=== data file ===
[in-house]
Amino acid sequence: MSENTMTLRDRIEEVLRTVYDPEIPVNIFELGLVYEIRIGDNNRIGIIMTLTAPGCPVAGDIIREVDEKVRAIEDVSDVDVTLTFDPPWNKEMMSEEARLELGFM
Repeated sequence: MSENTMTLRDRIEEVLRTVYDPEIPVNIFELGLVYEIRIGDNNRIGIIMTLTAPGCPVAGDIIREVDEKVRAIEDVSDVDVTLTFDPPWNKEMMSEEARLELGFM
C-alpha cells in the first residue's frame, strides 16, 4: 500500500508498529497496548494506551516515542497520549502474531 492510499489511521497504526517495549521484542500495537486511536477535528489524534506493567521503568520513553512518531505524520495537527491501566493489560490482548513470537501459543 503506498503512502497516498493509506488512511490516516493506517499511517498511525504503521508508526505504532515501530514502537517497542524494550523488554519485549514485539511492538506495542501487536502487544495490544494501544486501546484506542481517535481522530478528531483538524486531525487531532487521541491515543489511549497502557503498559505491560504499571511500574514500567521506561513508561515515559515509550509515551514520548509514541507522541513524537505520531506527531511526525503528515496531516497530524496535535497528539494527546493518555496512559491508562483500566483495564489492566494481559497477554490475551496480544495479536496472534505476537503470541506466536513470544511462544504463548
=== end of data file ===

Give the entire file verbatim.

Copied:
[in-house]
Amino acid sequence: MSENTMTLRDRIEEVLRTVYDPEIPVNIFELGLVYEIRIGDNNRIGIIMTLTAPGCPVAGDIIREVDEKVRAIEDVSDVDVTLTFDPPWNKEMMSEEARLELGFM
Repeated sequence: MSENTMTLRDRIEEVLRTVYDPEIPVNIFELGLVYEIRIGDNNRIGIIMTLTAPGCPVAGDIIREVDEKVRAIEDVSDVDVTLTFDPPWNKEMMSEEARLELGFM
C-alpha cells in the first residue's frame, strides 16, 4: 500500500508498529497496548494506551516515542497520549502474531 492510499489511521497504526517495549521484542500495537486511536477535528489524534506493567521503568520513553512518531505524520495537527491501566493489560490482548513470537501459543 503506498503512502497516498493509506488512511490516516493506517499511517498511525504503521508508526505504532515501530514502537517497542524494550523488554519485549514485539511492538506495542501487536502487544495490544494501544486501546484506542481517535481522530478528531483538524486531525487531532487521541491515543489511549497502557503498559505491560504499571511500574514500567521506561513508561515515559515509550509515551514520548509514541507522541513524537505520531506527531511526525503528515496531516497530524496535535497528539494527546493518555496512559491508562483500566483495564489492566494481559497477554490475551496480544495479536496472534505476537503470541506466536513470544511462544504463548